The first Broadway show my parents ever took me to was Peter Pan starring Sandy Duncan. I was six years old and utterly captivated. Everything about the show thrilled me: the larger-than-life sets, the sweeping music—seeing kids singing, FLYING, dancing! I bought the soundtrack and pretended I was Wendy. Some days, I was Peter.
Then a neighborhood friend said I couldn’t play Wendy. Or Peter. I looked more like Tiger Lily, she explained, because of my brown skin and dark hair. But Tiger Lily was a supporting role, and I wanted to be the STAR.
Still, singing the lyrics I knew by heart, “I have a place where dreams are born, and time is never planned,” from my favorite song in the show, I began to have doubts. I wasn’t fair and freckled like Wendy. I would never sport Sandy Duncan’s blond pixie cut. Could I be the lead role?
Perhaps a time-turner and a visit from my future-self slapping a Hamilton Playbill down on the bed would have helped. But in the absence of any examples of brown kids playing traditionally white roles, my confidence plummeted. We took turns playing Peter and Wendy after that but I never shook the feeling that my wanting to play Peter Pan was somehow silly.
Many years later, the outlines of a new picture book character would form in my mind: a little girl with a flair for the dramatic, who loves to act, sing, dance—even design her own sets and costumes. A one-girl sensación named Carmen.
She was inspired by my love of theater, by my real-life Latinx family, and by my three daughters—who, like Carmen, have a vibrant (if sometimes exhausting) enthusiasm for elaborate living room productions. Most of all though, she was inspired by my six-year-old self, who needed more books like Starring Carmen! on her shelves. Books with little brown-skinned curly-headed girls as the STAR.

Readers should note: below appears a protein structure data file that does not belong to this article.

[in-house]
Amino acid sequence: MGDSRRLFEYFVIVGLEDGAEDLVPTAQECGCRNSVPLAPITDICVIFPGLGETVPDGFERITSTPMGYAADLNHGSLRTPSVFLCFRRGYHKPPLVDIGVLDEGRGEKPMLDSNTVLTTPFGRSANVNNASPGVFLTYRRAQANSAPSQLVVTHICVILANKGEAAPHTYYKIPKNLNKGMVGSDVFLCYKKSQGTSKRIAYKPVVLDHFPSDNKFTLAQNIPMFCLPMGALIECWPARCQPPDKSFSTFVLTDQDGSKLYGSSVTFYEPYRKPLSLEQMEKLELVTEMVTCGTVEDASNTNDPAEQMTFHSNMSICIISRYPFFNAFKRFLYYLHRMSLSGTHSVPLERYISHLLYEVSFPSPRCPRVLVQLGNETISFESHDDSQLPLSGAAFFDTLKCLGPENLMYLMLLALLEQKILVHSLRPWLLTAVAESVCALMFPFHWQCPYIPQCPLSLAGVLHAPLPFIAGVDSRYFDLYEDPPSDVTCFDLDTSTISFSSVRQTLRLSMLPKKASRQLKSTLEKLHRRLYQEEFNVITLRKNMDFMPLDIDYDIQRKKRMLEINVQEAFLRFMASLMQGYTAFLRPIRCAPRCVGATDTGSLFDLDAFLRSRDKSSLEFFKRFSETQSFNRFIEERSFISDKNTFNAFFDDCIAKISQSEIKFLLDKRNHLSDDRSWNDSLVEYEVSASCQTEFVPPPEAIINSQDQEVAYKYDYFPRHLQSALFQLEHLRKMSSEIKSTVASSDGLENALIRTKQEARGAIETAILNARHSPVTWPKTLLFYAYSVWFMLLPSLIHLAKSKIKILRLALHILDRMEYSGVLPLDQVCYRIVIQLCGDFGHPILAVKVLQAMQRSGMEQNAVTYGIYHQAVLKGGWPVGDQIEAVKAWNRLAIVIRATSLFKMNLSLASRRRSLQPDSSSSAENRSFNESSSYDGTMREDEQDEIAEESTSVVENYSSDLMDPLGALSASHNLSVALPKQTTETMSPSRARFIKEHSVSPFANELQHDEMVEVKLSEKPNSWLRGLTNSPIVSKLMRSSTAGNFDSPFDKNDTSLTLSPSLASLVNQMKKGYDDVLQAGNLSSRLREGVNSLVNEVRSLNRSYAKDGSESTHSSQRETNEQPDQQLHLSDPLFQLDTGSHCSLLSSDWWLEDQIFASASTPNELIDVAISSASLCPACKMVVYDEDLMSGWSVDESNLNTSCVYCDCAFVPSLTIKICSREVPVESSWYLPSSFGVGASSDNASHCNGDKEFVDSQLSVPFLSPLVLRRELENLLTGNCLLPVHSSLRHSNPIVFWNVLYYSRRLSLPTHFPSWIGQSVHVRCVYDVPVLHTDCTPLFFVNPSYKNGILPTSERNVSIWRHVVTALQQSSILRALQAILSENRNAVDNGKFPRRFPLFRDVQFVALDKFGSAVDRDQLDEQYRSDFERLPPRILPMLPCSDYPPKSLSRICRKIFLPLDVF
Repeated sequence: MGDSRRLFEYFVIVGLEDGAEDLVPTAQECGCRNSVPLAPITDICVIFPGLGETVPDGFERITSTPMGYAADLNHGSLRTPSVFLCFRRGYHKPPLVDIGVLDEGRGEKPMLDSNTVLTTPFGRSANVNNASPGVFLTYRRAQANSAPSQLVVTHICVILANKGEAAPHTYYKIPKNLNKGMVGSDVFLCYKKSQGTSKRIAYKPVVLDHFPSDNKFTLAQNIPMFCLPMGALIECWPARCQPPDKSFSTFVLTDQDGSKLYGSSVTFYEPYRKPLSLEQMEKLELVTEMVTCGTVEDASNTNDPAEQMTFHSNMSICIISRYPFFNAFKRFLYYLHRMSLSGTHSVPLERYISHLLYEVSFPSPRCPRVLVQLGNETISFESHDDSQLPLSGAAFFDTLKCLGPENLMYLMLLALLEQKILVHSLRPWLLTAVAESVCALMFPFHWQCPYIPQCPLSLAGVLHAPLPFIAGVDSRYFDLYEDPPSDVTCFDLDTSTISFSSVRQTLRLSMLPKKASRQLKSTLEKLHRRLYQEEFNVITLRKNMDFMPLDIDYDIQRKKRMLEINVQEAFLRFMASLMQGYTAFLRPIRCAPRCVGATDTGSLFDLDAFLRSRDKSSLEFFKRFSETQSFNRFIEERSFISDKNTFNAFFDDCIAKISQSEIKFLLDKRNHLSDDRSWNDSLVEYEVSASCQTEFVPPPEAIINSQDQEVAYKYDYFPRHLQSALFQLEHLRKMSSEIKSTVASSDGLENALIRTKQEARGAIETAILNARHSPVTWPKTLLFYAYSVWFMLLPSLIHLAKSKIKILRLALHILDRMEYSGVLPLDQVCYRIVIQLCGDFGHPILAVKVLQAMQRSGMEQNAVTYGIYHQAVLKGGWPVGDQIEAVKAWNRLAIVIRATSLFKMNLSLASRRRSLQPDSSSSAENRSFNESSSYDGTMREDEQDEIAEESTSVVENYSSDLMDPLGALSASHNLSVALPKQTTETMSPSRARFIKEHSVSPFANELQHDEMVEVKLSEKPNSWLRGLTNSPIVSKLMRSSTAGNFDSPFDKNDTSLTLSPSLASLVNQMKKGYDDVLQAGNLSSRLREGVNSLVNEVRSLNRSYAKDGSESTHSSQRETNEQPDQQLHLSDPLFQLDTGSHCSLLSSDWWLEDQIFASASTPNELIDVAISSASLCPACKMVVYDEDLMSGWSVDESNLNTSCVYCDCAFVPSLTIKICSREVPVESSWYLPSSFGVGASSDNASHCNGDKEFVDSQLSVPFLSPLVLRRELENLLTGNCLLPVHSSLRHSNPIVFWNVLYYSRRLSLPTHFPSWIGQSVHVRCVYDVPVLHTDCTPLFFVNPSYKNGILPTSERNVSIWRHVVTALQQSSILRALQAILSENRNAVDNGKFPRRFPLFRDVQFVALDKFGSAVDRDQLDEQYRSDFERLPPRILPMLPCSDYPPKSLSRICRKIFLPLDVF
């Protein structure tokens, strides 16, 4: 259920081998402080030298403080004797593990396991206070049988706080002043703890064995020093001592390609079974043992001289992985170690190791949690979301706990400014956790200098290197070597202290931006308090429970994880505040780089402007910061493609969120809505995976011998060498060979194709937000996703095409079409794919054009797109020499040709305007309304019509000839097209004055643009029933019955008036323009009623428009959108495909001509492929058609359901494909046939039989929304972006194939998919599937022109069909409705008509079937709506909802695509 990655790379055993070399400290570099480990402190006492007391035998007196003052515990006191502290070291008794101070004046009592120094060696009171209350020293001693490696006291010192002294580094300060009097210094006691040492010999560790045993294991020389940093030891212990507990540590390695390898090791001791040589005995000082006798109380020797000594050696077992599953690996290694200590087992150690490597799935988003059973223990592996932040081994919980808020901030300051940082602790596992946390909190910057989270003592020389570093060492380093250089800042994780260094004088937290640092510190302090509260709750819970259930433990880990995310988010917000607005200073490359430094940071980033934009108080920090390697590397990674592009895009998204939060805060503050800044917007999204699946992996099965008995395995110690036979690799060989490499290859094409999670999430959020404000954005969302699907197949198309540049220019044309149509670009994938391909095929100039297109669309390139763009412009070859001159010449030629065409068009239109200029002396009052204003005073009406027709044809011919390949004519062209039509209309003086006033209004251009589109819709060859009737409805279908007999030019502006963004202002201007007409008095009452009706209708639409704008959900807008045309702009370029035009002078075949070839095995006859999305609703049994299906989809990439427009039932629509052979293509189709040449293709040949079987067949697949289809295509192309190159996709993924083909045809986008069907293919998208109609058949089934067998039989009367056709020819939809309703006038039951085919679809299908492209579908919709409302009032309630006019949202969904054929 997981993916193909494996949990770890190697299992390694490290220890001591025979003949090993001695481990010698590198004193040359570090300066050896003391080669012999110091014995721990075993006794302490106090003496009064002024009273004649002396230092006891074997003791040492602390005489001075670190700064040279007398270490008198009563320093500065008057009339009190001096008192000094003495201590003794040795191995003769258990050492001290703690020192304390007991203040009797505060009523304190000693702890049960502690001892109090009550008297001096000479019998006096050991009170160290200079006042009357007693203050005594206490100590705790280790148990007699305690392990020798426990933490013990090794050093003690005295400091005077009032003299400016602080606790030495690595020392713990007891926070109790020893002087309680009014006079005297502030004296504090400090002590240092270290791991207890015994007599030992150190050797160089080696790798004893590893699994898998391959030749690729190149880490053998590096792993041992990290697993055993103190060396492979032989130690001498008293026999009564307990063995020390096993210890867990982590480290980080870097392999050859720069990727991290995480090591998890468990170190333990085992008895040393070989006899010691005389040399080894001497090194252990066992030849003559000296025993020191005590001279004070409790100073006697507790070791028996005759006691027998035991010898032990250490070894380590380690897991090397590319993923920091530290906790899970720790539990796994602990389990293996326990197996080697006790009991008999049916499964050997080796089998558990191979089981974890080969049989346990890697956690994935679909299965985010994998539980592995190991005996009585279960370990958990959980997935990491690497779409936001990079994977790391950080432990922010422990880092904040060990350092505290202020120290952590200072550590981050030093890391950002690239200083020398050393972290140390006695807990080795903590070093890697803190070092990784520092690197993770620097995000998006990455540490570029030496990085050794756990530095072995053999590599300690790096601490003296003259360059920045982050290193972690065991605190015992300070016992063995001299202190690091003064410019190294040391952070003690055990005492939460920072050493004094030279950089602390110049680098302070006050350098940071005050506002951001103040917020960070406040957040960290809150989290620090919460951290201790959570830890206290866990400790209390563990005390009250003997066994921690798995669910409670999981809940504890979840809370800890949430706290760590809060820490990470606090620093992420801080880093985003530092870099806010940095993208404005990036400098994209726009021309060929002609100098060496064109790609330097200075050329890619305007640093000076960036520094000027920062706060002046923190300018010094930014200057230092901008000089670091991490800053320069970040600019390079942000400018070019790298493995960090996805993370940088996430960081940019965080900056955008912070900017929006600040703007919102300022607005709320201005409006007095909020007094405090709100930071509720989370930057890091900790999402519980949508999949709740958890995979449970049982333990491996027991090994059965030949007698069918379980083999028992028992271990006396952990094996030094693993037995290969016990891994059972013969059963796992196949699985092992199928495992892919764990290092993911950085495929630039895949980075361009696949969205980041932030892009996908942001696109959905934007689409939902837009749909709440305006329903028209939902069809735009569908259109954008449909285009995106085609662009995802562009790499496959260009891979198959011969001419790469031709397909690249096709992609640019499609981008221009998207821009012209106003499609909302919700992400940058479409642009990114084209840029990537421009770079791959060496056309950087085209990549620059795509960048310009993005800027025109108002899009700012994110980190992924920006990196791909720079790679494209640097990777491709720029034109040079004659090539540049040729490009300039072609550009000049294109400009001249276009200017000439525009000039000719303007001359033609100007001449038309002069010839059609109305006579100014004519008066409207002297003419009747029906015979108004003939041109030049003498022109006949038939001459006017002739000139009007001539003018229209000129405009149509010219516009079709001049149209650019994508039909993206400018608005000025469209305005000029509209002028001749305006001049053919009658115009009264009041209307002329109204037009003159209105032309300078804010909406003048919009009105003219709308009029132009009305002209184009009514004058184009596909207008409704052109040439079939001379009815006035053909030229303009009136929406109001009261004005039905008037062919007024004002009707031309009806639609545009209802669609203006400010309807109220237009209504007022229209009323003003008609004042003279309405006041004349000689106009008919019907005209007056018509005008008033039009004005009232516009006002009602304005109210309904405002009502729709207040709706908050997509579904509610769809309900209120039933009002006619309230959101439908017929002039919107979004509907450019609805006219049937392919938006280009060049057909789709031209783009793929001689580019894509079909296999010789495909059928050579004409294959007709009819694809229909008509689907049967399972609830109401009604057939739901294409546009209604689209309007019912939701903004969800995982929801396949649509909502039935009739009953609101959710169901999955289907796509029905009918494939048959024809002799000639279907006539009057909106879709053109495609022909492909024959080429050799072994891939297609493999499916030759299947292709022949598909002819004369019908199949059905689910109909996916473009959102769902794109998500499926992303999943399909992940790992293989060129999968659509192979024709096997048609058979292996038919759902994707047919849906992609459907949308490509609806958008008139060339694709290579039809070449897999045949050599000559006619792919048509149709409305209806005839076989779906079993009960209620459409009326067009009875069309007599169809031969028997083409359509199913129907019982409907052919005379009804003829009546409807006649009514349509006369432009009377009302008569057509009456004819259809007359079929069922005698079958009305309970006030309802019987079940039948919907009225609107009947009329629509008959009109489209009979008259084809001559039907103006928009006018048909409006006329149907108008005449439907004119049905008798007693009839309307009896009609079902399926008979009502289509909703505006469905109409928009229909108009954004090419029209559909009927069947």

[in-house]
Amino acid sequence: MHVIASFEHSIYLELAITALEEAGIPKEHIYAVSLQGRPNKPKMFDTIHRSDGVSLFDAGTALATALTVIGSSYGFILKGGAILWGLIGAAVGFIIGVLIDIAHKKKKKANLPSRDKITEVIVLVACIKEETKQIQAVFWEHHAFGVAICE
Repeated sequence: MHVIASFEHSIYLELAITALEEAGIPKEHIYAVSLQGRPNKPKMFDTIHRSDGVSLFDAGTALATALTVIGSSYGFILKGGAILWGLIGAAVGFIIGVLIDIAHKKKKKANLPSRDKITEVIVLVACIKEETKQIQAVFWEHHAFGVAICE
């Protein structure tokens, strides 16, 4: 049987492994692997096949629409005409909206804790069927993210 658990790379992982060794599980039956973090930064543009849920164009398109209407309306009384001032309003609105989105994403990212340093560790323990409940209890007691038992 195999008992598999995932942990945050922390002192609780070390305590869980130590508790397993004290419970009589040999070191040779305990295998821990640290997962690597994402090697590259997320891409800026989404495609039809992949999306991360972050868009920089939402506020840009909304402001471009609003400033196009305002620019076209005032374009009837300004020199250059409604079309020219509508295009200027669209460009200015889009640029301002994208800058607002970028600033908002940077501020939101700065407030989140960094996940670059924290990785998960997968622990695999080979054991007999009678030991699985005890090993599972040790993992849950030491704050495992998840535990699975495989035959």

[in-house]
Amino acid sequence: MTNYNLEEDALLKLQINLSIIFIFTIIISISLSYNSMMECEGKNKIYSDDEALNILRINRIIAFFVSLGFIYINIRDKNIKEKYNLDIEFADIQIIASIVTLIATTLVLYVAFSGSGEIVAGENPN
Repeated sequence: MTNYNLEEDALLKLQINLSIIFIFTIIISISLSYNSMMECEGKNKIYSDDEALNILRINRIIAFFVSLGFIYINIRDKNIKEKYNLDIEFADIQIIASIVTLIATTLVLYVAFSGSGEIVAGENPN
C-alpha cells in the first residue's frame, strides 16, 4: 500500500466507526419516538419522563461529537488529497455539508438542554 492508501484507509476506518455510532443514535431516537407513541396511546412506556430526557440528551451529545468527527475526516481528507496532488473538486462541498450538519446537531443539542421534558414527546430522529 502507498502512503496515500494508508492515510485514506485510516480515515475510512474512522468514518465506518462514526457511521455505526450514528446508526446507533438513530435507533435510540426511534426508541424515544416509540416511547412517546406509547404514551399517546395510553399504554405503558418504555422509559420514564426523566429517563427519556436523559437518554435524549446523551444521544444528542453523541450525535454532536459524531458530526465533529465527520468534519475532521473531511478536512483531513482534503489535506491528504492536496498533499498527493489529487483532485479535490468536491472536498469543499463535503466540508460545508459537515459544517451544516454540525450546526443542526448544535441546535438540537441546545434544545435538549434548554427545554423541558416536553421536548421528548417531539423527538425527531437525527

Picture books are the place where dreams are born for so many young readers—where worlds expand through art and story. As creators, publishers, booksellers, educators, and caregivers, we owe kids stories that amplify a diversity of characters, cultures, families, and experiences, so that all readers may find themselves at the center of the story—and not just the sidekick.
Recently, a discussion that has long been going on within diverse literary communities about who should be able to tell these stories, has moved to the forefront of mainstream conversation. The exchanges are heated, often uncomfortable, and vital to pushing our industry towards change. They are peeling away politeness and pretense and raising awareness about something advocates from marginalized communities have known for years: WE NEED MORE #OWNVOICES STORIES.
Last week the Cooperative Children Books Center published the first in a series of posts about statistics in #ownvoices publications from 2017—this one spotlighting Latinx #ownvoices. If the disparity isn’t immediately starkly clear in reviewing these findings, please allow this Twitter thread from David Bowles to break it down for you.
Sí, gente, there’s work to be done.
What we ALL can do RIGHT NOW though, is to help support #ownvoices books that already exist. Tell people about titles you love and when possible, buy them. Does that include Starring Carmen! and the follow-up Lights, Camera, CARMEN!? You bet it does. Anyone who knows me well knows I try to keep overt “buy-my-book” pleas to a minimum. But statistics like the ones in the CCBC post are prompting me to get over it. At the end of the day, publishing is a business. Book sales hold sway and drive decisions. #Ownvoices authors need your support.
How can you discover more #ownvoices titles? Search the #ownvoices hashtag or explore and subscribe to sites like these:
The Conscious Kid
We Need Diverse Books
Latinx in Kidlit
Latinx in Publishing
The Brown Bookshelf
PoC in Publishing
Disability in Kidlit
Because in the place where dreams are born—the landscape of children’s literature—no community’s voices should be limited.
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